It's a well-known fact. That first voice you hear when you call a company sets the tone, makes the first impression, and welcomes the caller. Few will argue that point.

Sadly, one of the most important and overlooked techniques for hiring people who are going to be answering the phones for your company is not done as often as it should be.

And that is: Interview them by phone first. That's right. If you're interviewing someone to handle your calls, have them call you and talk with them before you bring them into the office to do the interview.

Who Is There?

A good way to start is simply, "Tell me about yourself." If the applicants have difficulty talking about the one topic they should know the most about, how will they be able to talk about your company and answer questions about it effectively?

Be on the lookout for those who only answer your questions with one-word answers. One-word answers are considered cold and unfriendly. And listen to hear the tone of their voice. You, as owners and managers, know you can hear a smile. Is it there? Because if it is not there at this point, chances are it never will be. The old adage about first impressions is so true, especially in the interview.

You'd be much better with an overenthusiastic individual and ask them to "tone down," than to have a mild, unenthusiastic person who needs to be "turned up." Tell them at the time of your phone interview to be the best they can be, because this will determine if they get a second, personal interview. Since the job is that of primarily being on the phones, it's an excellent way to test a candidate.

Don't be surprised or disappointed if you run through several before one comes up that will have the credentials you need. Just keep at it. Don't lower your standards just because you're too busy. Once you do, the competition has an edge over you.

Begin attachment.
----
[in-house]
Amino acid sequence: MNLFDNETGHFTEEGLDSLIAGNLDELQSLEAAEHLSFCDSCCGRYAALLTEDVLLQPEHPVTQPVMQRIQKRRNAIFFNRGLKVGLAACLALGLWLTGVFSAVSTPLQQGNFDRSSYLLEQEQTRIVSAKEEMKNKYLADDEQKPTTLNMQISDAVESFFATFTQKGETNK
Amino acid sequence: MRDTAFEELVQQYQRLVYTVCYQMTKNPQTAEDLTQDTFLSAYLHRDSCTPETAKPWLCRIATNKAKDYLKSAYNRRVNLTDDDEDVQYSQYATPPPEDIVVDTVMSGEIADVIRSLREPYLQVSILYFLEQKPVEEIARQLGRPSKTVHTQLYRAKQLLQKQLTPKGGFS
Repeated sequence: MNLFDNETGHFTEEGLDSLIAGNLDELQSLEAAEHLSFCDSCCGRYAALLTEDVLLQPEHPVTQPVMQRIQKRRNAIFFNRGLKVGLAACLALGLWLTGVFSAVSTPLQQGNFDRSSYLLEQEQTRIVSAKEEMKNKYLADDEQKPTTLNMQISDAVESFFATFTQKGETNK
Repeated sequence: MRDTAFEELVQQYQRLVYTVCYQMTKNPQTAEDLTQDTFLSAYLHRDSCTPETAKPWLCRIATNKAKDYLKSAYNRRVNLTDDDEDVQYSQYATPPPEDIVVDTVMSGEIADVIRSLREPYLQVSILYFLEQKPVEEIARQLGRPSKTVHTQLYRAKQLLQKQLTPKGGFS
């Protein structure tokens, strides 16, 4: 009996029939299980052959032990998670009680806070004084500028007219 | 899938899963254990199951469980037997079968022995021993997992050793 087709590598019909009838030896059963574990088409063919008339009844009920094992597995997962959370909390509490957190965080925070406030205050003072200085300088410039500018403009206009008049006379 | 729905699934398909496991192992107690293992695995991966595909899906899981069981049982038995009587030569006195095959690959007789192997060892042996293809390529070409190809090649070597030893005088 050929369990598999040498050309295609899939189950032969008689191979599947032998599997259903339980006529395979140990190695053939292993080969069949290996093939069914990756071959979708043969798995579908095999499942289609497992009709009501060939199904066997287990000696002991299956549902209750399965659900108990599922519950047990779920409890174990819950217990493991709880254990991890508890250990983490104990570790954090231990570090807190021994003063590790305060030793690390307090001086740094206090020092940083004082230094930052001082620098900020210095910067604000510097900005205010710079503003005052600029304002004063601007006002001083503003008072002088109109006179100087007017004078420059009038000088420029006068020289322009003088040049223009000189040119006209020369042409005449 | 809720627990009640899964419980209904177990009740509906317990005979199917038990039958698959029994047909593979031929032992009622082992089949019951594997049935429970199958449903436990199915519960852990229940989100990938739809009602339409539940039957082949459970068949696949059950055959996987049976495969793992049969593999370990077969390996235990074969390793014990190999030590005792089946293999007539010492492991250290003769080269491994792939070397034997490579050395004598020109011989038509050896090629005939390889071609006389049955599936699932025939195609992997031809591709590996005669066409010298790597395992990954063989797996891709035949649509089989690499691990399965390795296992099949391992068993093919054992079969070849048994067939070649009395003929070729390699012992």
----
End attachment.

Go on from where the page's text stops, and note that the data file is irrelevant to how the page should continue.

After they have passed the initial screening, what the Telephone Doctor calls the "smile test," then you can ask them to come in for further interviewing. At that point, you can give them the other important skill testing you need to do. Remember, most of the calls they will be taking are from people who will never see them. And while I am not advocating hiring those who look like bag ladies, what I mean is you don't need a movie star in that position. However, you do need a clean, well-kept person who has a great smile and great attitude.

Some questions you might want to ask in an interview are:

  • How long can you stay at one area and still be comfortable? Ask them to tell you about the times they needed to stay in one area and how it made them feel.

    Reason: This position usually means staying in one area, answering phones, and not running all over the office. If the applicant likes to be all over the office, it may not be a good match.

    And while there might be times that a person answering the phones may be asked to do some "nonessential" jobs (e.g., folding letters, stuffing envelopes), please remember "you cannot do two things well at once." Be sure they know the phone is a priority and the folding and stuffing can hold. The callers shouldn't!

  • Another good question to ask the applicant is how they feel about the position. How important is answering the phone to them? When we feel something is important, we will do much better at that job. Let the applicant tell, and sell, you on how key that position is for your company. (In other words, don't tell them how important it is. Let them tell you.)

  • An additional question to ask the applicant is how much telephone training they've had in the past. Where and what? Get specific. Employees who value training will be good ones for you and they will want to continue being trained. They will expect to be trained.

    It's a known fact that employees feel more secure in their position when they have been trained. They realize and appreciate that your time and money is being spent on them. Training is good job insurance for both parties.

    Unfortunately, not everyone is a good candidate for answering phones. Please don't just hire someone, sit the person in an area with the phones, and say, "OK, now be nice." The new employee will need to know how you want it done. Answering phones is an art and a science.

    Nancy Friedman is president of Telephone Doctor, a customer service training company in St. Louis, Mo. She can be reached at 800-882-9911;

    Publication date: 09/12/2005